Boris Johnson appeared 'rattled' by booing crowd chanting 'stop the coup' during speech

Flustered: Protesters booed Johnson and chanted "stop the coup" which was clearly audible in the news broadcasts.(AP)

Boris Johnson appeared to be “rattled” by loud chanting from protesters who threatened to drown out his speech outside 10 Downing Street on Monday evening.

In a statement to the nation, the Prime Minister said he "did not want an election” and urged MPs not to block a no-deal Brexit.

But protesters who jeered and booed Mr Johnson, chanting "stop the coup", were easily audible in live news broadcasts.

One Twitter used wrote: "I'm not sure I've ever seen a Prime Minister make a statement outside number ten while almost drowned out by a large protest a few meters away. @BorisJohnson looked rattled and seemed to lose track of what he was saying a few times.”

The Guardian columnist Owen Jones tweeted: "The hubris of an unelected Prime Minister shutting down Parliament, and threatening to disobey the law and purge his enemies meets its nemesis - the people drowning him out with a defiant cry of "STOP THE COUP!"

Johnson ‘looked weak’

ITV news reporter Shebab Khan, who was at Whitehall, wrote: "Volume of the chants doubled as Boris Johnson stepped out."

Mr Johnson appeared to falter as he delivered the statement in which he said MPs publicly opposed to a no-deal would "chop the legs out" from under the UK negotiating position if they voted to block a no-deal.

He also said that the UK must leave the EU on 31 October, with or without a deal.

“I want everybody to know there are no circumstances in which I will ask Brussels to delay,” he said. “We are leaving on the 31st of October. No ifs or buts.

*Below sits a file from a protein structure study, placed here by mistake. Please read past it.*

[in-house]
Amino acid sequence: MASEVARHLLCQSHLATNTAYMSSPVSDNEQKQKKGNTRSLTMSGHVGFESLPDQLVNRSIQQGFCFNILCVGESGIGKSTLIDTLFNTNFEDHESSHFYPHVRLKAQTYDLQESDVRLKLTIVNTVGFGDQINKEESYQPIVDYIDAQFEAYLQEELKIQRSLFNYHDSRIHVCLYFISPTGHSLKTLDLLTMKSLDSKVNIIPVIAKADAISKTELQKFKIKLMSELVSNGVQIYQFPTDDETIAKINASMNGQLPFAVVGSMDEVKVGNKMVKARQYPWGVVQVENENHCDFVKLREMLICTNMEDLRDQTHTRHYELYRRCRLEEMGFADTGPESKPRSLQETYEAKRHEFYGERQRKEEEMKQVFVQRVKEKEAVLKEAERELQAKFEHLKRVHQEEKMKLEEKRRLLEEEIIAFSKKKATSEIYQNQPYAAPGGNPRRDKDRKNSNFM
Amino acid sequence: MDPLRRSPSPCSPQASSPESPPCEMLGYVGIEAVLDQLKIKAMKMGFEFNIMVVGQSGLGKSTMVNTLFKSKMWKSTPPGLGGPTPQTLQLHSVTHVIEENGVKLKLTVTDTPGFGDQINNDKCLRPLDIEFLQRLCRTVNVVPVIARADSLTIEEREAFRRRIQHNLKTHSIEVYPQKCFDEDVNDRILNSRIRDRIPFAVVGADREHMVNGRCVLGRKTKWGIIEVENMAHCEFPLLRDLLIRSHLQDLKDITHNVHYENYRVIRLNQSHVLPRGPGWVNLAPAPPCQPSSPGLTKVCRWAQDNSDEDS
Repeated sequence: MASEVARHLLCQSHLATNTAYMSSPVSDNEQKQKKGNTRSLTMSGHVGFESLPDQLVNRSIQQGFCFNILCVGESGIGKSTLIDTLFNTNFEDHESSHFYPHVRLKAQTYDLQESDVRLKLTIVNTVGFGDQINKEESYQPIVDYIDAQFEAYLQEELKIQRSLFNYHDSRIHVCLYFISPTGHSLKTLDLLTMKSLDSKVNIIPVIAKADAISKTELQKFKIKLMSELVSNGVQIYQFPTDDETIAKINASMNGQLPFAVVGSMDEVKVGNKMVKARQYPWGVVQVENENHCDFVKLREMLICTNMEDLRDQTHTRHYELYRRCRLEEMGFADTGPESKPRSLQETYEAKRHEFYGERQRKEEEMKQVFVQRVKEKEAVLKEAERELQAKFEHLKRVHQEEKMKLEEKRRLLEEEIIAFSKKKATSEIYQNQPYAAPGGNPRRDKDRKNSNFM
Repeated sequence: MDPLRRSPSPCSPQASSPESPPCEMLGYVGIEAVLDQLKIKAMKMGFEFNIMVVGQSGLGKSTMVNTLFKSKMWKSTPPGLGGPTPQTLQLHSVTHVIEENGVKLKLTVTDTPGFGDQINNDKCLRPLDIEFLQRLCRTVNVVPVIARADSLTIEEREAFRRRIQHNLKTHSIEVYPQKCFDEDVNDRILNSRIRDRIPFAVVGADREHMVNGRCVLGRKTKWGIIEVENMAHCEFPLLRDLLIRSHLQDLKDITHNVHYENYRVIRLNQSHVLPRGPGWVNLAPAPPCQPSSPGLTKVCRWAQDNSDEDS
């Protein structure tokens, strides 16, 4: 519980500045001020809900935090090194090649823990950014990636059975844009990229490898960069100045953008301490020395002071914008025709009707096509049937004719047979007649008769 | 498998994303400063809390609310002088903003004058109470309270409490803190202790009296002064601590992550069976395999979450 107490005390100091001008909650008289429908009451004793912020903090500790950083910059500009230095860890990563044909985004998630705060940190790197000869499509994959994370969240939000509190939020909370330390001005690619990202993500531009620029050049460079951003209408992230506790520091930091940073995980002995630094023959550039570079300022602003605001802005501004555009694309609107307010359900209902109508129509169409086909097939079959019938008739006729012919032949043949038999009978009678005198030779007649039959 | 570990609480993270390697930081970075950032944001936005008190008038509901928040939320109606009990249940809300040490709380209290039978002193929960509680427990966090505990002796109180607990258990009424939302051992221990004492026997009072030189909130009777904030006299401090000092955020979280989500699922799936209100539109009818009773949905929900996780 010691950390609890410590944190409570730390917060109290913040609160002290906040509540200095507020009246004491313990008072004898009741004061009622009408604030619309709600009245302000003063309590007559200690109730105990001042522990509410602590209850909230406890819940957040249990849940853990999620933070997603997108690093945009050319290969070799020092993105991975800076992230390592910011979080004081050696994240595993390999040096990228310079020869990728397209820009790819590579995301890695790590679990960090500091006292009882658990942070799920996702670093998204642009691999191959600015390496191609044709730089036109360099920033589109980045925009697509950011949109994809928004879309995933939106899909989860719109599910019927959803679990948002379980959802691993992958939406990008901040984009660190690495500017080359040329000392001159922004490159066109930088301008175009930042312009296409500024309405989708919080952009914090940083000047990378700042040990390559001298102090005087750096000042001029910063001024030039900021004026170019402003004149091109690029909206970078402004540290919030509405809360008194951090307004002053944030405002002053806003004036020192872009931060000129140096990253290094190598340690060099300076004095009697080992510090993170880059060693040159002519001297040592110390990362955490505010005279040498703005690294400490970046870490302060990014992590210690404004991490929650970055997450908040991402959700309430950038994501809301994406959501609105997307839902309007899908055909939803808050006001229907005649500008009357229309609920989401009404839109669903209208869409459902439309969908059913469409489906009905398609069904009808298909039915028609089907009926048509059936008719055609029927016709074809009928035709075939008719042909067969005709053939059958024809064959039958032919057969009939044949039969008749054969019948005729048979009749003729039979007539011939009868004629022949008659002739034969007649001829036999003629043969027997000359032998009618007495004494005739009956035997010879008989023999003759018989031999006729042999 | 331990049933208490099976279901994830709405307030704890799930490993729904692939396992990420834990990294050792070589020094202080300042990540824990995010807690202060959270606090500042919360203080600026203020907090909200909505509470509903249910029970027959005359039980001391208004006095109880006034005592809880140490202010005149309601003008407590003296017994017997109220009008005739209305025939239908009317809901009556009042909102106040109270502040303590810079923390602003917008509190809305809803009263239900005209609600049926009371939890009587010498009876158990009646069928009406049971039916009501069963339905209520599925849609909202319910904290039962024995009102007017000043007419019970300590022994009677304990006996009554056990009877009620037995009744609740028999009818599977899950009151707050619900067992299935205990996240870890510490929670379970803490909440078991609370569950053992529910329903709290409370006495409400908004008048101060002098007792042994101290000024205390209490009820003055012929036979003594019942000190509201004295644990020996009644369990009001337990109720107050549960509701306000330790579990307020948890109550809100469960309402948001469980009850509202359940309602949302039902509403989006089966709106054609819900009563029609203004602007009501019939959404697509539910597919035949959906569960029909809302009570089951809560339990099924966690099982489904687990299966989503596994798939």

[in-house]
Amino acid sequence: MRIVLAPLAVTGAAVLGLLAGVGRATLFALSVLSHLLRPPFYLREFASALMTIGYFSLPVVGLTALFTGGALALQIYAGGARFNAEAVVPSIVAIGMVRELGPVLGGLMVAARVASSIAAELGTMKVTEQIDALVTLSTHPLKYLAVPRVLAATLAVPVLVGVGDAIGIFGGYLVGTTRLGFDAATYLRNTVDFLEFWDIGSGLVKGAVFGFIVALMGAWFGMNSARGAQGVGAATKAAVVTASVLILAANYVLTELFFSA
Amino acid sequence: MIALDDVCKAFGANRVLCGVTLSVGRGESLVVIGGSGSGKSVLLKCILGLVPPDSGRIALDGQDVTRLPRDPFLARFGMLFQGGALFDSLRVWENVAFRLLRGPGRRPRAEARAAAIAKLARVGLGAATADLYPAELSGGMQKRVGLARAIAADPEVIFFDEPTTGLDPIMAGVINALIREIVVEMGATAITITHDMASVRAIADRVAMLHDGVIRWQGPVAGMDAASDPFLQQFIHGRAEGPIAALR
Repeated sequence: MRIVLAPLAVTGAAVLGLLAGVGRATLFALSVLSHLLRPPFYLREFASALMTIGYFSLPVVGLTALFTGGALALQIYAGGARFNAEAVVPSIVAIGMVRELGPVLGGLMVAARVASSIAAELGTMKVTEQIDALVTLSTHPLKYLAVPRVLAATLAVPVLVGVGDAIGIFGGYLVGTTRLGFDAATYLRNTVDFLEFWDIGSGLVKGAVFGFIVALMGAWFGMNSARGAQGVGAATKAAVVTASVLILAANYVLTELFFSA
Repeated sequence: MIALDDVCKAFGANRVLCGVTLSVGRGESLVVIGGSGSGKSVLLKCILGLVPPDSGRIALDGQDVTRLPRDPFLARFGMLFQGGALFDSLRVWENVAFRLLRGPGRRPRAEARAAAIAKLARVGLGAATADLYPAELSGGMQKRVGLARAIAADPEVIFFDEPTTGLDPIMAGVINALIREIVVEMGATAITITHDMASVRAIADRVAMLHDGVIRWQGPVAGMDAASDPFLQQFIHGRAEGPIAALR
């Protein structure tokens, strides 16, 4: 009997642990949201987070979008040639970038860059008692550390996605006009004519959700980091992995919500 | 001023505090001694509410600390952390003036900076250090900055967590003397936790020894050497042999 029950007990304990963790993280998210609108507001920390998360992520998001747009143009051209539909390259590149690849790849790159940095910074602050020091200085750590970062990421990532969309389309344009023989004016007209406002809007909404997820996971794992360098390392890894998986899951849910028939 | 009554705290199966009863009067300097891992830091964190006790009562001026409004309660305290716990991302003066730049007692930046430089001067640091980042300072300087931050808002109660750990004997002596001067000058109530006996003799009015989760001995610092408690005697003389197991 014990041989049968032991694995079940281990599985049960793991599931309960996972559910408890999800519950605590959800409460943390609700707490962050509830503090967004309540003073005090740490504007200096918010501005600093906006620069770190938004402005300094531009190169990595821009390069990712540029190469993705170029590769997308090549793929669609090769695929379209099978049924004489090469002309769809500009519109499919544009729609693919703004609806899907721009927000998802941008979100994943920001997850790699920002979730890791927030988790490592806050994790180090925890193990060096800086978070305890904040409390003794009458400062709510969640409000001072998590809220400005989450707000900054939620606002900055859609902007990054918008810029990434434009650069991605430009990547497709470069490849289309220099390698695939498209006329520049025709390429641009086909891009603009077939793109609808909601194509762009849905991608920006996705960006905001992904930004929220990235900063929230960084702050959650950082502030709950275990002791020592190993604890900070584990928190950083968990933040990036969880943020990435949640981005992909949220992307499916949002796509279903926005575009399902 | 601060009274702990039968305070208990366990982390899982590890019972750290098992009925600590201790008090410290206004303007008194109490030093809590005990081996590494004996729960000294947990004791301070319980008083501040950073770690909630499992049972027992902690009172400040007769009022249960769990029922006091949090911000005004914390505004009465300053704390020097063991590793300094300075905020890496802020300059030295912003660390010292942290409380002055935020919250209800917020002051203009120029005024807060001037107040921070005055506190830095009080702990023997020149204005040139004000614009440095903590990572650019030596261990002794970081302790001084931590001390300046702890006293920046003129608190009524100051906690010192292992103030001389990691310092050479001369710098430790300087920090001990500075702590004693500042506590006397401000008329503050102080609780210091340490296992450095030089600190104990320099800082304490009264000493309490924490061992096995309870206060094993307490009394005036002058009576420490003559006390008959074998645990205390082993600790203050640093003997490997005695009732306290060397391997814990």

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“We will not accept any attempt to go back on our promises or scrub that referendum and armed and fortified with that conviction I believe we will get a deal at that crucial summit in October, a deal that Parliament will certainly be able to scrutinise."

Outcry

Mr Johnson’s speech follows mass outcry over the decision to suspend parliament for five weeks, which critics argue will essentially force through a no-deal Brexit.

Thousands of demonstrators took to the streets of UK cities to voice their anger on Saturday.

Events were planned in more than 30 cities and towns across England and Wales after the decision to prorogue parliament ahead of the UK’s EU departure was announced.

The ‘stop the coup’ protests were organised by groups including the anti-Brexit Another Europe is Possible and Momentum, the movement set up to support Jeremy Corbyn.

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